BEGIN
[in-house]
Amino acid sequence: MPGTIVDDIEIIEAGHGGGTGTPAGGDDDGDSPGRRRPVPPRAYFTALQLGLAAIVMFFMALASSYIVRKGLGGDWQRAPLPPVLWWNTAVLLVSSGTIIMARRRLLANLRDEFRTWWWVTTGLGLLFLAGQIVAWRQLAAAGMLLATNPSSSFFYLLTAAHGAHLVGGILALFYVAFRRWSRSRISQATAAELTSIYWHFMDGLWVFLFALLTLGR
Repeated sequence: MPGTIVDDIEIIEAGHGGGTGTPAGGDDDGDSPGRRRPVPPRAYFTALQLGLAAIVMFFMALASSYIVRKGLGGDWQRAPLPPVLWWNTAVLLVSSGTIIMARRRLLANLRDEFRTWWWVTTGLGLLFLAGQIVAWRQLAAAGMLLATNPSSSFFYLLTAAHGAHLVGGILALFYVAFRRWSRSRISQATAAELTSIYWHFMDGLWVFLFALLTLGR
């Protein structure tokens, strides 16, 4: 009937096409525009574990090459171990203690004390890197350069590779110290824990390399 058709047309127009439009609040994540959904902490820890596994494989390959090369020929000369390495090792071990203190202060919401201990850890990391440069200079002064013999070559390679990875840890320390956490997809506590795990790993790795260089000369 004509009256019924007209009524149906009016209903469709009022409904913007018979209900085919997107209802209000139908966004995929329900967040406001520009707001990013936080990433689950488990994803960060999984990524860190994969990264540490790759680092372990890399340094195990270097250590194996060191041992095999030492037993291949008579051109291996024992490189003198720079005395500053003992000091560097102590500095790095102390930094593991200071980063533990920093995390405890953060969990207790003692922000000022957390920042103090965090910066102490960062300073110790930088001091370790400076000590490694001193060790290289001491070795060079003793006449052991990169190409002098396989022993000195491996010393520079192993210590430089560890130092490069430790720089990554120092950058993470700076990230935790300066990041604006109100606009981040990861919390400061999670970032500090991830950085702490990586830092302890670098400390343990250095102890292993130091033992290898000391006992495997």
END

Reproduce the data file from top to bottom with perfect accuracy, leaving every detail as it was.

[in-house]
Amino acid sequence: MPGTIVDDIEIIEAGHGGGTGTPAGGDDDGDSPGRRRPVPPRAYFTALQLGLAAIVMFFMALASSYIVRKGLGGDWQRAPLPPVLWWNTAVLLVSSGTIIMARRRLLANLRDEFRTWWWVTTGLGLLFLAGQIVAWRQLAAAGMLLATNPSSSFFYLLTAAHGAHLVGGILALFYVAFRRWSRSRISQATAAELTSIYWHFMDGLWVFLFALLTLGR
Repeated sequence: MPGTIVDDIEIIEAGHGGGTGTPAGGDDDGDSPGRRRPVPPRAYFTALQLGLAAIVMFFMALASSYIVRKGLGGDWQRAPLPPVLWWNTAVLLVSSGTIIMARRRLLANLRDEFRTWWWVTTGLGLLFLAGQIVAWRQLAAAGMLLATNPSSSFFYLLTAAHGAHLVGGILALFYVAFRRWSRSRISQATAAELTSIYWHFMDGLWVFLFALLTLGR
């Protein structure tokens, strides 16, 4: 009937096409525009574990090459171990203690004390890197350069590779110290824990390399 058709047309127009439009609040994540959904902490820890596994494989390959090369020929000369390495090792071990203190202060919401201990850890990391440069200079002064013999070559390679990875840890320390956490997809506590795990790993790795260089000369 004509009256019924007209009524149906009016209903469709009022409904913007018979209900085919997107209802209000139908966004995929329900967040406001520009707001990013936080990433689950488990994803960060999984990524860190994969990264540490790759680092372990890399340094195990270097250590194996060191041992095999030492037993291949008579051109291996024992490189003198720079005395500053003992000091560097102590500095790095102390930094593991200071980063533990920093995390405890953060969990207790003692922000000022957390920042103090965090910066102490960062300073110790930088001091370790400076000590490694001193060790290289001491070795060079003793006449052991990169190409002098396989022993000195491996010393520079192993210590430089560890130092490069430790720089990554120092950058993470700076990230935790300066990041604006109100606009981040990861919390400061999670970032500090991830950085702490990586830092302890670098400390343990250095102890292993130091033992290898000391006992495997």